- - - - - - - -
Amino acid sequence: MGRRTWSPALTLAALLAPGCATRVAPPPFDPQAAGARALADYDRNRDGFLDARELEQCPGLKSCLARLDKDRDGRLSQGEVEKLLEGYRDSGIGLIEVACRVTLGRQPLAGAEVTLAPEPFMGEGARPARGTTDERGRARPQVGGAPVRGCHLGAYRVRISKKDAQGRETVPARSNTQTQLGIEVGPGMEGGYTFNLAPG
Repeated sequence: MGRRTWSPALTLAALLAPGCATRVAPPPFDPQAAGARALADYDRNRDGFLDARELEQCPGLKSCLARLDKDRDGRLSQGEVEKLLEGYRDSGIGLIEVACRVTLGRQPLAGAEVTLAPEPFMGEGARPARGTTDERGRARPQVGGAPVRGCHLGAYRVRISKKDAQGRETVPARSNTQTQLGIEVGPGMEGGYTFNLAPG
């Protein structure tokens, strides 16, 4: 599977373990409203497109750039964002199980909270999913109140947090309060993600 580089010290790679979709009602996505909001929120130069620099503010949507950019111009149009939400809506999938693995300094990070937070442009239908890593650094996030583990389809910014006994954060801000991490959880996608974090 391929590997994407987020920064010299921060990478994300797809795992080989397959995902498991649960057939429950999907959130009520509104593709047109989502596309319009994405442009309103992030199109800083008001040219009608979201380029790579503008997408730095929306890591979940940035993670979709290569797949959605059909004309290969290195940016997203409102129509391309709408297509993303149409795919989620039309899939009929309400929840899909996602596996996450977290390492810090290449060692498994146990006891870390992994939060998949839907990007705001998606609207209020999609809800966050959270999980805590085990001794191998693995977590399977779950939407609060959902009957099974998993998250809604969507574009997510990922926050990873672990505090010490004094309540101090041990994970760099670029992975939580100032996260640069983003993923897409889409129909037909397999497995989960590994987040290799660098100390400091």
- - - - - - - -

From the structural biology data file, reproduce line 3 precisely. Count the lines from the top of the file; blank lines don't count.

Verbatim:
């Protein structure tokens, strides 16, 4: 599977373990409203497109750039964002199980909270999913109140947090309060993600 580089010290790679979709009602996505909001929120130069620099503010949507950019111009149009939400809506999938693995300094990070937070442009239908890593650094996030583990389809910014006994954060801000991490959880996608974090 391929590997994407987020920064010299921060990478994300797809795992080989397959995902498991649960057939429950999907959130009520509104593709047109989502596309319009994405442009309103992030199109800083008001040219009608979201380029790579503008997408730095929306890591979940940035993670979709290569797949959605059909004309290969290195940016997203409102129509391309709408297509993303149409795919989620039309899939009929309400929840899909996602596996996450977290390492810090290449060692498994146990006891870390992994939060998949839907990007705001998606609207209020999609809800966050959270999980805590085990001794191998693995977590399977779950939407609060959902009957099974998993998250809604969507574009997510990922926050990873672990505090010490004094309540101090041990994970760099670029992975939580100032996260640069983003993923897409889409129909037909397999497995989960590994987040290799660098100390400091």